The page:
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Former Head of HSBC’s Global Foreign Exchange Cash-Trading Sentenced to Prison for Multimillion-Dollar Front-Running Scheme

The former head of global foreign exchange cash trading at HSBC Bank plc, a subsidiary of HSBC Holdings plc (collectively HSBC), was sentenced to prison for his role defrauding an HSBC client through a scheme commonly referred to as “front running.” The Court remanded Johnson to the custody of the Bureau of Prisons.

Acting Assistant Attorney General John P. Cronan of the Justice Department’s Criminal Division, U.S. Attorney Richard P. Donoghue of the Eastern District of New York, Inspector General Jay N. Lerner of the Federal Deposit Insurance Corporation (FDIC) and Assistant Director in Charge Nancy McNamara of the FBI’s Washington Field Office made the announcement.

Mark Johnson, 51, a United Kingdom citizen, was sentenced to serve 24 months in prison by U.S. Distict Judge Nicholas Garaufis of the Eastern District of New York. In addition, Judge Garaufis ordered that the defendant pay a fine of $300,000. A federal jury convicted the defendant on Oct. 23, 2017, following a four-week trial, of one count of wire fraud conspiracy and eight counts of wire fraud.

“Mark Johnson, an executive at one of the world’s largest financial institutions, cheated his client out of millions and now he’s going to prison for it,” said Acting Assistant Attorney General Cronan. “This sentencing should serve as a warning to those who engage in crooked financial schemes: The Justice Department’s Criminal Division and our law enforcement partners are watching. We are committed to protecting our financial system from harm and we will hold corporate executives accountable for their crimes.”

“Mark Johnson exploited confidential information and betrayed a client in order to generate profits for HSBC and enrich himself,” stated United States Attorney Donoghue. “Johnson has been held accountable for his crimes and today’s sentence should serve as a deterrent to fraudsters seeking to cheat their victims by manipulating important benchmarks, such as the FX spot fixings. This Office, together with our law enforcement partners, is committed to bringing to justice those who undermine public confidence in the operation of the financial markets through such schemes.”

“Today’s sentencing holds Mr. Johnson accountable for his egregious conduct to improperly manipulate the foreign currency market, misuse his position, and breach the customers’ trust,” said FDIC Inspector General Lerner. “We are dedicated to working with our law enforcement partners in order to combat crimes that undermine the integrity of financial institutions and bring culpable bank insiders to justice.”

“Leaders of financial service organizations such as HSBC are held to the utmost standard of integrity, which Mark Johnson failed to uphold,” said Assistant Director in Charge McNamara. “The FBI will not falter in assuring that justice will be brought to those that use company finances for their own personal gain.”

According to the evidence presented at trial, in November and December 2011, Johnson cheated an HSBC client out of millions of dollars by misusing information provided to him by that client, which had hired HSBC to execute a foreign exchange transaction related to a planned sale of one of the client’s foreign subsidiaries. HSBC was selected to execute the foreign exchange transaction – which was going to require converting approximately $3.5 billion in sales proceeds into British Pound Sterling – in October 2011. HSBC’s agreement with the client required the bank to keep the details of the client’s planned transaction confidential. Instead, Johnson misused confidential information he received about the client’s transaction to cheat the client out of millions of dollars, the evidence showed.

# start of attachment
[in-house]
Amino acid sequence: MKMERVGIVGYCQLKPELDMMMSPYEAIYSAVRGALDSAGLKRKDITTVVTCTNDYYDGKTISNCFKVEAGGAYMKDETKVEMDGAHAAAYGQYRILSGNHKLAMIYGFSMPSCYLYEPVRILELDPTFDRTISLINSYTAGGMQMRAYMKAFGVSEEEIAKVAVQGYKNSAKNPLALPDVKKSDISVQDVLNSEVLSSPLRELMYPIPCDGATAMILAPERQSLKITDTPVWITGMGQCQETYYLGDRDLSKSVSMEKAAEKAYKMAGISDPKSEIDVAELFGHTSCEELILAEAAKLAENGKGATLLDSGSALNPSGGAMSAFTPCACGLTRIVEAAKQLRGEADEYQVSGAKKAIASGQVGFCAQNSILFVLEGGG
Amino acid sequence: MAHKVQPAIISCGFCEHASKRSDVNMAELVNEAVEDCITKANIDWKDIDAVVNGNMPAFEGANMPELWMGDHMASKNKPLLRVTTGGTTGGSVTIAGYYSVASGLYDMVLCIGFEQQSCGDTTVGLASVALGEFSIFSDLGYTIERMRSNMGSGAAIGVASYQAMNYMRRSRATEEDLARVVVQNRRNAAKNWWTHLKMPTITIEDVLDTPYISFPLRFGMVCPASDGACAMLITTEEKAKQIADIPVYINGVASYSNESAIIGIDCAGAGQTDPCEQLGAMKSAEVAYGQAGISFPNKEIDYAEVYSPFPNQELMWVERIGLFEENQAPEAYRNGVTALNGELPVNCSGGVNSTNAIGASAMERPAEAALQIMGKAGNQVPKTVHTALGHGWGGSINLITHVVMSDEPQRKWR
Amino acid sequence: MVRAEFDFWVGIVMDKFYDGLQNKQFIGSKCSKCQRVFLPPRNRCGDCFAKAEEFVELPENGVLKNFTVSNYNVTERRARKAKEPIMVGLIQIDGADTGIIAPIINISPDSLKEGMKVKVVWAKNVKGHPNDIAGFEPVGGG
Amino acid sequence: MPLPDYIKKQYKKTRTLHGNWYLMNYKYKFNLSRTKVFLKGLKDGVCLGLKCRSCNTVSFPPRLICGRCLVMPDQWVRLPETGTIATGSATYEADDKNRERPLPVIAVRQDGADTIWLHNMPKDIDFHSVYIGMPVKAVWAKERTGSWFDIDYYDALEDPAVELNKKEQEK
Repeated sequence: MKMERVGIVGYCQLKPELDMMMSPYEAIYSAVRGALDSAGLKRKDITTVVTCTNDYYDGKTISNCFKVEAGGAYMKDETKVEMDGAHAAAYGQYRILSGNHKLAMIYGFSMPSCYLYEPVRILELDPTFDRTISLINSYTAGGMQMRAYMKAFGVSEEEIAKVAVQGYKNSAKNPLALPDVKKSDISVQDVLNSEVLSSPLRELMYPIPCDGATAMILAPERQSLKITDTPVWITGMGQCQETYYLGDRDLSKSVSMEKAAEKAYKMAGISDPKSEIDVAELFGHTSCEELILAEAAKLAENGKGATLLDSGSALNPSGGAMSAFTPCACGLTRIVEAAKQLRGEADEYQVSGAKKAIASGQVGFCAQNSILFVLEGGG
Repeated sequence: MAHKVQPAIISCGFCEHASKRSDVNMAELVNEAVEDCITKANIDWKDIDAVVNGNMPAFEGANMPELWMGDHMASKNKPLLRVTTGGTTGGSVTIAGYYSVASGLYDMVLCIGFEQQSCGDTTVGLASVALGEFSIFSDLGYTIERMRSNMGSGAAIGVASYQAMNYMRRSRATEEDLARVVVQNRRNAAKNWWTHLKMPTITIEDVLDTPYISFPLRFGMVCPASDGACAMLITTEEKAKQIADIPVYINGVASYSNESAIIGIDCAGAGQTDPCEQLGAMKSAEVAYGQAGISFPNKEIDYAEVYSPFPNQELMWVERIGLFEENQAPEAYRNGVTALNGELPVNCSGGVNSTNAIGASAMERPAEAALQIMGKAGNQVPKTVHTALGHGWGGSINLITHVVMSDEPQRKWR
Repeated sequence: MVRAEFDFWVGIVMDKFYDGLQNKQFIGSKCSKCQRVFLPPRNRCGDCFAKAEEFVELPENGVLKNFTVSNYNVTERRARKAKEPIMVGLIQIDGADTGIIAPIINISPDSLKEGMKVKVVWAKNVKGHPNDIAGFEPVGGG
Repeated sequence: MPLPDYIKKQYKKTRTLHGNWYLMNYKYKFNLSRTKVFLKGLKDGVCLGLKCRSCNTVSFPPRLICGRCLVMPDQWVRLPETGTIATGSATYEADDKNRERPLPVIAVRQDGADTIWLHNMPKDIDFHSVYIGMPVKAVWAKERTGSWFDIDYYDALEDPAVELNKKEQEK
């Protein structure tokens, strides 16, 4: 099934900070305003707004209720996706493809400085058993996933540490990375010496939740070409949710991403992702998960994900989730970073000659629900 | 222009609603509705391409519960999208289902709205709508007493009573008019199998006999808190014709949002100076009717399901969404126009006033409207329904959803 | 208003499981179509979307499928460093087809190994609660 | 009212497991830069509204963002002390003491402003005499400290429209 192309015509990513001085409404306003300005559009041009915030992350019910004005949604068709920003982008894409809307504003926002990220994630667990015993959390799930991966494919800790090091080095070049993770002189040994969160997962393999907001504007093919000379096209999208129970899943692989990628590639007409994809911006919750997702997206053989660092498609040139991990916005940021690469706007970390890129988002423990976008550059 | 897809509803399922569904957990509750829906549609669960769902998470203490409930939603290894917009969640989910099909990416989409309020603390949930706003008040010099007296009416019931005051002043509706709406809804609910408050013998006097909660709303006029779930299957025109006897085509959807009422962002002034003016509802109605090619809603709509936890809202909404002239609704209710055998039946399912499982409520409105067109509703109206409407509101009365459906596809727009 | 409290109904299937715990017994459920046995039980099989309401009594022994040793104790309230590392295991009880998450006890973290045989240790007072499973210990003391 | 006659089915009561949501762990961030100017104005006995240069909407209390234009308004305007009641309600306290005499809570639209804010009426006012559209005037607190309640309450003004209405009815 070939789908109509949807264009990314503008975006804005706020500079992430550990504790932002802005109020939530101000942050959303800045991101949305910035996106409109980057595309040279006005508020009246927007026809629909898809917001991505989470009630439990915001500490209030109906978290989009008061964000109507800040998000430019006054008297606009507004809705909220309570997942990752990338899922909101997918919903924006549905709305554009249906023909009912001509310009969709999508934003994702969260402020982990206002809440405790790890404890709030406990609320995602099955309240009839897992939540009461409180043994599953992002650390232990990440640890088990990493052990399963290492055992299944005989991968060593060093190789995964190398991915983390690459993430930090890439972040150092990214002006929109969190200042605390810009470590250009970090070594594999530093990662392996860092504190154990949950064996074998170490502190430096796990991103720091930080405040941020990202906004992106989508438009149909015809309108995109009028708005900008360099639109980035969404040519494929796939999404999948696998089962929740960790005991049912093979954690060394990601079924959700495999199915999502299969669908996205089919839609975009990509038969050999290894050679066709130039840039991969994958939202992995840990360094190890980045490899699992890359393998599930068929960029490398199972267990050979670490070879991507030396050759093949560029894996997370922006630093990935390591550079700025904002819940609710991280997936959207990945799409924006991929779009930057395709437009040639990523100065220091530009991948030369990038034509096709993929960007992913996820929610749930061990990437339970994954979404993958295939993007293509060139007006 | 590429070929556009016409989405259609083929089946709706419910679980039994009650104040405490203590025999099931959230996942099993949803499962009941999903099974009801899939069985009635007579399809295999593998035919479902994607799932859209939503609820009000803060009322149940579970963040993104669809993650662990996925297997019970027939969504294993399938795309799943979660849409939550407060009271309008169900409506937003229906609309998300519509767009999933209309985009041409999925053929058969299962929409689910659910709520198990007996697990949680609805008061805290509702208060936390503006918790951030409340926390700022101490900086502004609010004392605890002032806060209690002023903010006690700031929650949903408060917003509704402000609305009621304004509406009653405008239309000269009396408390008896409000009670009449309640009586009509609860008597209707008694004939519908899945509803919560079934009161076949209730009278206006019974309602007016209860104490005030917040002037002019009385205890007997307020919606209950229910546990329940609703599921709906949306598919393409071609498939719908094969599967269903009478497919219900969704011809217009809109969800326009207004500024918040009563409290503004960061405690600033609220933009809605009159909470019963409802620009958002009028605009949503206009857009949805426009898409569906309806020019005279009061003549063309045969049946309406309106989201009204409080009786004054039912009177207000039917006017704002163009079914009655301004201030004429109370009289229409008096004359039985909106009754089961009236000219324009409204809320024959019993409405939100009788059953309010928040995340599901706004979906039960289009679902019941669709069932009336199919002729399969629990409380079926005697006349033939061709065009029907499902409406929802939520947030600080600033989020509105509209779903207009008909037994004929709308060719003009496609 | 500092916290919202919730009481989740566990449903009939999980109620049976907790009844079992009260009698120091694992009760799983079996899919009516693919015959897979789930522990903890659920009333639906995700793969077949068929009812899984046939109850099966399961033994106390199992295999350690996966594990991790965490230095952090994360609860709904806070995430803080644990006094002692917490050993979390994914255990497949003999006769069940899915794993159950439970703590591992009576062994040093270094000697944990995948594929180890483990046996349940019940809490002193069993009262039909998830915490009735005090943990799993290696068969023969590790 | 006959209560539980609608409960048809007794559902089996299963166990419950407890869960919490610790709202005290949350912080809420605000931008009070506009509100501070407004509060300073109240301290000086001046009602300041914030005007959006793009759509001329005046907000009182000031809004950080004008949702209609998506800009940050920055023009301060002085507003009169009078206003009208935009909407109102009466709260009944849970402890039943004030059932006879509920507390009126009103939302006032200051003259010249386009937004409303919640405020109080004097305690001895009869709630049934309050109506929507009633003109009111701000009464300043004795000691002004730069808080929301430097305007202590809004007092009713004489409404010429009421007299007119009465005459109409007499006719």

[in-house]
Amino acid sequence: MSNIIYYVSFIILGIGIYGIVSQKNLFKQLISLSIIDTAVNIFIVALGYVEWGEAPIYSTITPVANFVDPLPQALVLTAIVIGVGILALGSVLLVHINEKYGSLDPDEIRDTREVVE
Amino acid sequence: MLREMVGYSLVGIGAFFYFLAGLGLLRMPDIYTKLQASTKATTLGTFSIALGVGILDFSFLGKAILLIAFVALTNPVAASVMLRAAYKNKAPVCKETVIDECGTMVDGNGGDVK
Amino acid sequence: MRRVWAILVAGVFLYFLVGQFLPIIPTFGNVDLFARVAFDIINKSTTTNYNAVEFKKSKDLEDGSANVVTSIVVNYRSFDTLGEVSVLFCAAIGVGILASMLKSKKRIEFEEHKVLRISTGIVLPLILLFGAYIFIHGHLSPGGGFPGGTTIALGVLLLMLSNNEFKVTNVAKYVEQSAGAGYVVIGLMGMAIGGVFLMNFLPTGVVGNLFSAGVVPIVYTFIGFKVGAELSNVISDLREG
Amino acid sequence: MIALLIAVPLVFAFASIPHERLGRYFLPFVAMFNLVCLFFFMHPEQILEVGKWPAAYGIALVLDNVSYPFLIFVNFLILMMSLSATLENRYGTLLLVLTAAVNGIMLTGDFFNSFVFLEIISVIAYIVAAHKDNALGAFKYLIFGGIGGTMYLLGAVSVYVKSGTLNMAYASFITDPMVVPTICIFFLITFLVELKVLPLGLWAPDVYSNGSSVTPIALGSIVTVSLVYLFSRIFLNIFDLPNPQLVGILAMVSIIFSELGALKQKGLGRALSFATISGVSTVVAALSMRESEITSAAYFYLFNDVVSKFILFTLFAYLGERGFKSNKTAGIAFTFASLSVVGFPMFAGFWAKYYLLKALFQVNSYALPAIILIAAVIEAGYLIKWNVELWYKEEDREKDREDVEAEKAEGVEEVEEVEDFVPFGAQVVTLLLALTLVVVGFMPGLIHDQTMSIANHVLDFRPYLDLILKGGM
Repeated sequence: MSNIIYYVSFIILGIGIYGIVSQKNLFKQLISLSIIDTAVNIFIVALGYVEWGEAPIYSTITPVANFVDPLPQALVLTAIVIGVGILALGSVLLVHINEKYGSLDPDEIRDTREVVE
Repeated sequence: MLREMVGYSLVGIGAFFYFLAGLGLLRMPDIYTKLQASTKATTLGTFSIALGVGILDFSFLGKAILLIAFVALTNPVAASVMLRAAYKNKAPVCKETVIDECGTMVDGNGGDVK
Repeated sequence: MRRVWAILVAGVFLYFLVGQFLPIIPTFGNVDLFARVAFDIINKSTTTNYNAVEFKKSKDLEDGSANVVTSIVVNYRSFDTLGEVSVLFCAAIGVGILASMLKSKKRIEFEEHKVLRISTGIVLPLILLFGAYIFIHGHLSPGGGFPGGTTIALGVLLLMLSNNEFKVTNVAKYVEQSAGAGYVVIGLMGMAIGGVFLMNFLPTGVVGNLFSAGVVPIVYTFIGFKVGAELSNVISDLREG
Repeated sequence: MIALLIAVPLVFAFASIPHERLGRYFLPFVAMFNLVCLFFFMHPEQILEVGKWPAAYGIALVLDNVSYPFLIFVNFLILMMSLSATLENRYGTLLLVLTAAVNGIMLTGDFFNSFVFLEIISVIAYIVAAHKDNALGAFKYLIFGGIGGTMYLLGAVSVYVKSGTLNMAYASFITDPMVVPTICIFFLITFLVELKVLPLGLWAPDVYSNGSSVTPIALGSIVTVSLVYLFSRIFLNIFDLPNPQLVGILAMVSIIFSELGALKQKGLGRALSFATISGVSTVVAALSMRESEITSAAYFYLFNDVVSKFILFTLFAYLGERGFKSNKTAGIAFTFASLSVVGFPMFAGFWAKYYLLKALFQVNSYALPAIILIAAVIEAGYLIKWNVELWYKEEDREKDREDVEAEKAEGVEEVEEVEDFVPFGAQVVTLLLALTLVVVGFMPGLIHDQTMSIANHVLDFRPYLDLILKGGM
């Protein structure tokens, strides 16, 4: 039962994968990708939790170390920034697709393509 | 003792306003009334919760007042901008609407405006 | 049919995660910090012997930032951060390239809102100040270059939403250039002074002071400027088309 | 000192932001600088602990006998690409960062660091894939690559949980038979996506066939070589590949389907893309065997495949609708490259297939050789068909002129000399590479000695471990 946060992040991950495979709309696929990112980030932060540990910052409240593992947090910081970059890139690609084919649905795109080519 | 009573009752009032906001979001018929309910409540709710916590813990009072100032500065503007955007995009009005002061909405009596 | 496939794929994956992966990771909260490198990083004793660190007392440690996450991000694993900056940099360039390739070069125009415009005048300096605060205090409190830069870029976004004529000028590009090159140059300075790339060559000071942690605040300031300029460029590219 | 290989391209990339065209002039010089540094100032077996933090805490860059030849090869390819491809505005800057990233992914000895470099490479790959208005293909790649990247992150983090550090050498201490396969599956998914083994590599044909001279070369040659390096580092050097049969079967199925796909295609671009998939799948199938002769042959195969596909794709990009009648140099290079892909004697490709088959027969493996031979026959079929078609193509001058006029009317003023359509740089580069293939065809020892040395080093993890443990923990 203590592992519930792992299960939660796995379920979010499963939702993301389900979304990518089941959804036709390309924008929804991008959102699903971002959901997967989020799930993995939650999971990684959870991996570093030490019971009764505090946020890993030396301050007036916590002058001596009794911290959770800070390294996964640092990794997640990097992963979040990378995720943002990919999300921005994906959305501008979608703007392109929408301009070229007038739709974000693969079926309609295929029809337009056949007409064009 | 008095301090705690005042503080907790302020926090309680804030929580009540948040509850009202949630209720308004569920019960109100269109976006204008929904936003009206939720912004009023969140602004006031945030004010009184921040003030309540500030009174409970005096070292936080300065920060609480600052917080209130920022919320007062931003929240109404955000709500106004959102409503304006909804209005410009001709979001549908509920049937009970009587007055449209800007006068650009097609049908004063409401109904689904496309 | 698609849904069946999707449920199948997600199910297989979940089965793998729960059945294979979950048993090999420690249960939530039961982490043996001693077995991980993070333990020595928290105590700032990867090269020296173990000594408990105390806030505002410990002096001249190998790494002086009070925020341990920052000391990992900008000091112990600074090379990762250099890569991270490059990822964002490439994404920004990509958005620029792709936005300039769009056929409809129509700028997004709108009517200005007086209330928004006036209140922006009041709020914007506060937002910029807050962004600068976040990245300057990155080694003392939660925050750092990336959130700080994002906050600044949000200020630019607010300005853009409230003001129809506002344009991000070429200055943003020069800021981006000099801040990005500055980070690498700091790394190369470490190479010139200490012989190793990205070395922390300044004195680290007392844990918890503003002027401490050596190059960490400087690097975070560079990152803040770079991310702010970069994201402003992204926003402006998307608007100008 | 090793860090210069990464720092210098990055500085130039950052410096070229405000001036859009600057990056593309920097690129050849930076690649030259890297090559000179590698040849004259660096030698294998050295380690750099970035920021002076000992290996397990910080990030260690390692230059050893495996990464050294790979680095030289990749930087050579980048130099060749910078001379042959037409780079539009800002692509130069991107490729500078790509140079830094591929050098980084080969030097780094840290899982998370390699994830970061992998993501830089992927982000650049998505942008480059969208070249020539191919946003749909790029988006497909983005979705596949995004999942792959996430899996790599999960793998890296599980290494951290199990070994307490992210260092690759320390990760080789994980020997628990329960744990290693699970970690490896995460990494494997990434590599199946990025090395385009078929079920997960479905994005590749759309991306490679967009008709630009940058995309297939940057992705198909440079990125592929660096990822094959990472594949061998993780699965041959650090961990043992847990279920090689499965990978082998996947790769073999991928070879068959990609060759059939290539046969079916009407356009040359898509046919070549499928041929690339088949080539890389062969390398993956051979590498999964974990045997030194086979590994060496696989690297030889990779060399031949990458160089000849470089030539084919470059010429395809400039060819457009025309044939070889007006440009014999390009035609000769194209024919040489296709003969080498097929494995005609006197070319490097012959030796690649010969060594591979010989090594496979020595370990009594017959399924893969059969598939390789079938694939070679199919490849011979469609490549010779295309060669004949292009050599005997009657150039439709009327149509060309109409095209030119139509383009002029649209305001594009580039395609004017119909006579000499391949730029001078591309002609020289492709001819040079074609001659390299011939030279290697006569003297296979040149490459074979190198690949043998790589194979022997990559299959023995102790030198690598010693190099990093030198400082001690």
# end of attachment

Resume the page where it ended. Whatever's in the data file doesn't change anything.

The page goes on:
Shortly before the transaction, Johnson and other traders acting under his direction purchased Pounds Sterling for their own benefit in their HSBC “proprietary” accounts. Johnson then caused the $3.5 billion foreign exchange transaction to be executed in a manner that was designed to “ramp,” or drive up, the price of the Pound Sterling, benefiting their proprietary positions and HSBC at the expense of their client. As part of the scheme, Johnson and his co-conspirators also made misrepresentations to the client about the transaction that concealed the self-serving nature of their actions. The evidence showed that in total, Johnson and the traders he supervised generated HSBC profits of roughly $7.3 million from the execution of the transaction, including profits generated from the front-running conduct.

The investigation was conducted by the FDIC’s Office of Inspector General and the FBI’s Washington Field Office. Assistant Chiefs Carol L. Sipperly and Brian R. Young and Trial Attorney Blake Goebel of the Criminal Division’s Fraud Section and Assistant U.S. Attorney Lauren Elbert of the Eastern District of New York’s Business and Securities Fraud Section are prosecuting the case.

The Fraud Section plays a pivotal role in the Department of Justice’s fight against white collar crime around the country, focusing on cases of national significance and international scope. Fraud Section prosecutors have vast experience in investigating and prosecuting securities and financial fraud, health care fraud and foreign corruption. The Section is routinely the national leader in large, sophisticated white collar investigations and prosecutions, frequently in partnership with U.S. Attorneys’ Offices and in coordination with foreign law enforcement agencies. Learn more about the Criminal Division’s Fraud Section at: https://www.justice.gov/criminal-fraud.